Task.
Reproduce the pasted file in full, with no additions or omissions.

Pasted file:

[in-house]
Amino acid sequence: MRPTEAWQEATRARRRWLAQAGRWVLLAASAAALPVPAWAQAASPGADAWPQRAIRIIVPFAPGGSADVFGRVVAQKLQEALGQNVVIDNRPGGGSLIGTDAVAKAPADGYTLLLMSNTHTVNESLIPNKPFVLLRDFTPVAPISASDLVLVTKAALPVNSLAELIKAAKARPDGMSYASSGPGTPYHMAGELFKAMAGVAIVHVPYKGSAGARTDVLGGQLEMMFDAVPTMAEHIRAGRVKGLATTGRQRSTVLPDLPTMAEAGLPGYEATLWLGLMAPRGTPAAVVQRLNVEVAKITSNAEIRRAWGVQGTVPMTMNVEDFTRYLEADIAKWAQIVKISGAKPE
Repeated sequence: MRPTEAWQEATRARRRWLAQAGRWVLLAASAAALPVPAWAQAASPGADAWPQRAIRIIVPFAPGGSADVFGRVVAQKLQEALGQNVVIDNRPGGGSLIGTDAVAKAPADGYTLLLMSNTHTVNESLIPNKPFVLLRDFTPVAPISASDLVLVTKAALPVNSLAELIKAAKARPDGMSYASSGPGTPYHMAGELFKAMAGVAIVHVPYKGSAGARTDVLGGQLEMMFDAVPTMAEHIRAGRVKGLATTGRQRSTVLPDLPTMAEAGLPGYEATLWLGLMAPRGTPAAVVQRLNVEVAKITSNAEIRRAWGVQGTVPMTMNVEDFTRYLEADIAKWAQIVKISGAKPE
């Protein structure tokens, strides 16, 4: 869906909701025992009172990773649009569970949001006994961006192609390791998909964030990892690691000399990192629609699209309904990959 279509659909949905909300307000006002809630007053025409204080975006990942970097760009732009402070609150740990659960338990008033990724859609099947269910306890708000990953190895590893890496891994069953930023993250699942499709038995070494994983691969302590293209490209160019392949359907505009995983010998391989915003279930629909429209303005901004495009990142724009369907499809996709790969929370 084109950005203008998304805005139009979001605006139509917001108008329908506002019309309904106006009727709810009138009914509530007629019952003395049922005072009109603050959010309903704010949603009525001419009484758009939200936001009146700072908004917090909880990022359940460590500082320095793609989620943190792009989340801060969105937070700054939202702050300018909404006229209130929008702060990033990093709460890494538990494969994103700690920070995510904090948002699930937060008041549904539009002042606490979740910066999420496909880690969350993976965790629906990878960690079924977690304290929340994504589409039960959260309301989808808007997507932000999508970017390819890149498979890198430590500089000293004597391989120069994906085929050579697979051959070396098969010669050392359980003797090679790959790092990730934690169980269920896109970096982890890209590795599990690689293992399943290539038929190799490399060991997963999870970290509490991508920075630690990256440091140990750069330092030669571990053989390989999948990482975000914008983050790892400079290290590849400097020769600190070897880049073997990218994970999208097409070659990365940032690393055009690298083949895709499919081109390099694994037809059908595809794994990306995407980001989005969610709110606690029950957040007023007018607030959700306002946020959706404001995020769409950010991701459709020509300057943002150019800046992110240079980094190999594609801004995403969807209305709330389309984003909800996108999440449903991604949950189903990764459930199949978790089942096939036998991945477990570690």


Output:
[in-house]
Amino acid sequence: MRPTEAWQEATRARRRWLAQAGRWVLLAASAAALPVPAWAQAASPGADAWPQRAIRIIVPFAPGGSADVFGRVVAQKLQEALGQNVVIDNRPGGGSLIGTDAVAKAPADGYTLLLMSNTHTVNESLIPNKPFVLLRDFTPVAPISASDLVLVTKAALPVNSLAELIKAAKARPDGMSYASSGPGTPYHMAGELFKAMAGVAIVHVPYKGSAGARTDVLGGQLEMMFDAVPTMAEHIRAGRVKGLATTGRQRSTVLPDLPTMAEAGLPGYEATLWLGLMAPRGTPAAVVQRLNVEVAKITSNAEIRRAWGVQGTVPMTMNVEDFTRYLEADIAKWAQIVKISGAKPE
Repeated sequence: MRPTEAWQEATRARRRWLAQAGRWVLLAASAAALPVPAWAQAASPGADAWPQRAIRIIVPFAPGGSADVFGRVVAQKLQEALGQNVVIDNRPGGGSLIGTDAVAKAPADGYTLLLMSNTHTVNESLIPNKPFVLLRDFTPVAPISASDLVLVTKAALPVNSLAELIKAAKARPDGMSYASSGPGTPYHMAGELFKAMAGVAIVHVPYKGSAGARTDVLGGQLEMMFDAVPTMAEHIRAGRVKGLATTGRQRSTVLPDLPTMAEAGLPGYEATLWLGLMAPRGTPAAVVQRLNVEVAKITSNAEIRRAWGVQGTVPMTMNVEDFTRYLEADIAKWAQIVKISGAKPE
């Protein structure tokens, strides 16, 4: 869906909701025992009172990773649009569970949001006994961006192609390791998909964030990892690691000399990192629609699209309904990959 279509659909949905909300307000006002809630007053025409204080975006990942970097760009732009402070609150740990659960338990008033990724859609099947269910306890708000990953190895590893890496891994069953930023993250699942499709038995070494994983691969302590293209490209160019392949359907505009995983010998391989915003279930629909429209303005901004495009990142724009369907499809996709790969929370 084109950005203008998304805005139009979001605006139509917001108008329908506002019309309904106006009727709810009138009914509530007629019952003395049922005072009109603050959010309903704010949603009525001419009484758009939200936001009146700072908004917090909880990022359940460590500082320095793609989620943190792009989340801060969105937070700054939202702050300018909404006229209130929008702060990033990093709460890494538990494969994103700690920070995510904090948002699930937060008041549904539009002042606490979740910066999420496909880690969350993976965790629906990878960690079924977690304290929340994504589409039960959260309301989808808007997507932000999508970017390819890149498979890198430590500089000293004597391989120069994906085929050579697979051959070396098969010669050392359980003797090679790959790092990730934690169980269920896109970096982890890209590795599990690689293992399943290539038929190799490399060991997963999870970290509490991508920075630690990256440091140990750069330092030669571990053989390989999948990482975000914008983050790892400079290290590849400097020769600190070897880049073997990218994970999208097409070659990365940032690393055009690298083949895709499919081109390099694994037809059908595809794994990306995407980001989005969610709110606690029950957040007023007018607030959700306002946020959706404001995020769409950010991701459709020509300057943002150019800046992110240079980094190999594609801004995403969807209305709330389309984003909800996108999440449903991604949950189903990764459930199949978790089942096939036998991945477990570690």